ABC's Alexander Marquardt reports: When reporters traveling with Secretary of State Hillary Clinton in Moscow were informed that a last-minute meeting with Russia's Prime Minister Valdimir Putin had been added to the schedule, they were told they would only get to see a few seconds of handshakes before being ushered out.
Instead, with cameras rolling, they watched Putin spend six minutes rattling off a number of complaints he has with the United States.
Trade with the US has slowed during the financial crisis, he complained, Russian companies have been slapped with US sanctions and Russia is having trouble joining the World Trade Organization.
He also singled out the 1974 Jackson-Vanik amendment, as he has in the past, as evidence that the US is not fully encouraging business with Russia. (The amendment restricts trade with countries that limit emigration, as the USSR did with Jews.)
"If we continue to work together, we can move beyond the problems to greater opportunities," Clinton replied, according to the Washington Post, after emphasizing some of the accomplishments the two countries had recently achieved. The report added that Clinton was “unfazed by the blunt lecture.”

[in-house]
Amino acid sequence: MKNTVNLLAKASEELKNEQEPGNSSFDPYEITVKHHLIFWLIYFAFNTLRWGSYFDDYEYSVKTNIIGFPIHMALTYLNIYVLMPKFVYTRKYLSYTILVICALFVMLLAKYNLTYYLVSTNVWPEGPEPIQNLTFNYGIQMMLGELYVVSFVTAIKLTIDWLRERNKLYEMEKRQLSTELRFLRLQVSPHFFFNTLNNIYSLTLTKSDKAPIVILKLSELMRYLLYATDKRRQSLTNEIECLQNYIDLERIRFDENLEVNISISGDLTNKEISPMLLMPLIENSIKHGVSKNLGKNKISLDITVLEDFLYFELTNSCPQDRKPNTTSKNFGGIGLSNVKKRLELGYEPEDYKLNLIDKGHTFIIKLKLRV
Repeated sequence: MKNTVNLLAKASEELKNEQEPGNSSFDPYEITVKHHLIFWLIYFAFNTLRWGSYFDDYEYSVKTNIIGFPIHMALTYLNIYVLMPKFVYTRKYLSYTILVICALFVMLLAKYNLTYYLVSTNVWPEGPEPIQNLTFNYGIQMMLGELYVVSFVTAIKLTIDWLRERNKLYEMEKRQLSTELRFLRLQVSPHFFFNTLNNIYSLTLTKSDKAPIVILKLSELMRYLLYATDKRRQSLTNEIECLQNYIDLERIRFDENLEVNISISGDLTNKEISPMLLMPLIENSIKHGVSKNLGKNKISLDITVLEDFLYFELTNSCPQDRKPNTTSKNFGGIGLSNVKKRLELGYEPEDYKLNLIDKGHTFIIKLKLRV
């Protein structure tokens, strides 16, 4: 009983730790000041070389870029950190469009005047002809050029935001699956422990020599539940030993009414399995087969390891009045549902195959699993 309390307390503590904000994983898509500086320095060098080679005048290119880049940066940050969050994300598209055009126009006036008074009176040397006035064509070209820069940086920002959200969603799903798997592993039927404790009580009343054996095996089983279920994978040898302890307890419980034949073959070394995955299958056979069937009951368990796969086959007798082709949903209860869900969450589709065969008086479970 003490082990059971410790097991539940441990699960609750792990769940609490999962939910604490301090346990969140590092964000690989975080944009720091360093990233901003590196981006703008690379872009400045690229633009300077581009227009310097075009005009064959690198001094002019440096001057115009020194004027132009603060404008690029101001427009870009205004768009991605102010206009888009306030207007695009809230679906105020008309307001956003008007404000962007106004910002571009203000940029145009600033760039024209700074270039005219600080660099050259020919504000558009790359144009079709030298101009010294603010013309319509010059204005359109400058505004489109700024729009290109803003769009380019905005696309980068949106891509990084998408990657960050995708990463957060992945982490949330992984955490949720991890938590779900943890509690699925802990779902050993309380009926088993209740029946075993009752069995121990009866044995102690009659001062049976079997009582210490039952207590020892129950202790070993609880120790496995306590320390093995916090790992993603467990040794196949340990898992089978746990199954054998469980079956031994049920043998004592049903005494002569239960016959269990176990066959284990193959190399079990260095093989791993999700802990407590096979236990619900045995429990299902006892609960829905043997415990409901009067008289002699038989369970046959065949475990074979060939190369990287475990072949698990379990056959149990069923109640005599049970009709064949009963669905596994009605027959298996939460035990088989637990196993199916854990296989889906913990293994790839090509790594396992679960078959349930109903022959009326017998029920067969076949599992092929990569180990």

Reporters were surprised at the length of Putin’s list of issues and the fact that he did it in front of the Russian and American press corps, a pool reporter noted.
The meeting was held at Putin’s government-owned country estate just a few hours after Russia’s foreign minister declared that Russia and the US have “managed to perform a true reset of relations.”
The other most contentious moment of Clinton’s trip was also thanks to Putin after he announced yesterday that a nuclear power plant Russia is building in Iran will be completed in the next few months.
“It would be premature to go forward with any project at this time because we want to send an unequivocal message to the Iranians,” said Clinton, who has been trying to bring the Russians on board with sanctions for Iran.
Foreign Minister Sergei Lavrov responded, “This nuclear power plant will be launched, it will be put into operation, it will be functioning producing power.”
A senior Putin aide described Friday evening's talks as “a frank discussion,” according to the Itar-Tass news agency.
This is not the first time there has been tension between the pair. While campaigning for president in 2008, Clinton commented on President George W. Bush’s infamous comment that he had looked into Putin’s soul.
"I could have told him, [Putin] was a KGB agent,” said Clinton, “By definition, he doesn't have a soul.”
A few days later, Putin replied, "At a minimum, a head of state should have a head."
Clinton is now on her way back to Washington. Asked if she had invited Putin to the US, his aide replied that she hadn't but assured reporters that the dialogue would continue and that Putin has "kind, close and comradely personal relations with the Clinton family.”